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In the middle of Tuesday night’s debate, political outsider and spiritual author Marianne Williamson re-upped her support for reparations — but she did so with some serious number-crunching.
“If you did the math of the 40 acres and a mule, given that there were 4 to 5 million slaves at the end of the Civil War,” Williamson said, “it would be trillions of dollars, and I believe that anything less than $100 billion is an insult.”
Williamson has said she supports $200 billion to $500 billion in reparations for slavery and its institutional injustices. When a moderator referred to that money as "financial assistance," Williamson snapped back and corrected him as “a payment of debt that is owed." Afterward, the debate audience erupted into some of the biggest applause of the night.
Only a handful of Democratic candidates for president have endorsed reparations in some form, including Sens. Elizabeth Warren and Kamala Harris and former housing secretary Julian Castro.
Notably, Vermont Sen. Bernie Sanders — one of the most progressive Democrats running for president — has specifically declined to support reparations. He’s argued “there are better ways to do that than just writing a check.”
House Democrats held a historic hearing in June on a bill that would establish a commission to study the socioeconomic impact of slavery on black Americans and how reparations could be most effectively levied.
But Williamson has rejected the idea of forming a commission. Her comment about “forty acres and a mule” is a colloquial reference to the plan devised by Union leaders near the end of the Civil War to give land and assets to newly-freed slaves, which was ultimately abandoned by President Andrew Johnson once he took office.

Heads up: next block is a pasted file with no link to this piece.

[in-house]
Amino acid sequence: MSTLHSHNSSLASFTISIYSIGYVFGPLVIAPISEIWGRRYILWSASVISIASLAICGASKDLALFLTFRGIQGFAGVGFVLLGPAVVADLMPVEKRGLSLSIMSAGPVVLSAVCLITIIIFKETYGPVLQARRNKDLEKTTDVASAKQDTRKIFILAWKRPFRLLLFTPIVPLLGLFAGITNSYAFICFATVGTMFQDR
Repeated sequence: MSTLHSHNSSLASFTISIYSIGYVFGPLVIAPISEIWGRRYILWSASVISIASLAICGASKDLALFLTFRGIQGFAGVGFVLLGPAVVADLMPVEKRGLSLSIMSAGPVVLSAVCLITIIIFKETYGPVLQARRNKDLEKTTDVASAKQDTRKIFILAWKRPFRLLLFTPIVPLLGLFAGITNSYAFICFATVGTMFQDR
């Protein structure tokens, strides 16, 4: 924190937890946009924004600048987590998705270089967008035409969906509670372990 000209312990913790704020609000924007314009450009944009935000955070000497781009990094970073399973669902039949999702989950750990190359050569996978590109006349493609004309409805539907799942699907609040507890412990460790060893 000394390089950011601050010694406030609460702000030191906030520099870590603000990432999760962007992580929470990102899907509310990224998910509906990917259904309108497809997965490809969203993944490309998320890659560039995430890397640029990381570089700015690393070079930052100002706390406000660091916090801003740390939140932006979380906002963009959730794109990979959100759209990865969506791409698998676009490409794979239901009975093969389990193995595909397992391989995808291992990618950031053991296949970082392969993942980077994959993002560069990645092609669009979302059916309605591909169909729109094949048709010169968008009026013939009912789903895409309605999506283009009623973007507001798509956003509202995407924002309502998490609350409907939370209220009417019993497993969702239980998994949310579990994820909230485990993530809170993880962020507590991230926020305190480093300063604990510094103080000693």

Presumably, Williamson’s figure relies on land value adjusted for inflation.
“All that a country is is a collection of people,” Williamson said. “People heal when there is some deep truth-telling. We need to recognize that when it comes to the economic gap between blacks and whites in America, it does come from a great injustice that has never been dealt with.”
Williamson's response to the question on reparations was far from her only memorable moment of the night, despite banking less speaking time than the vast majority of the other candidates.
"If you think any of this wonkiness is going to deal with this dark psychic force of the collectivized hatred that this president is bringing up in this country, then I’m afraid that the Democrats are going to see some very dark days," Williamson said with her signature flair in response to a question about race in the U.S.
And in her closing remarks, Williamson left viewers with what might be the most memorable quip of the night: that the U.S. has “sold out to corporate overlords.”
Cover image: Marianne Williamson participates in the first of two Democratic presidential primary debates hosted by CNN Tuesday, July 30, 2019, at the Fox Theatre in Detroit. (AP Photo/Paul Sancya)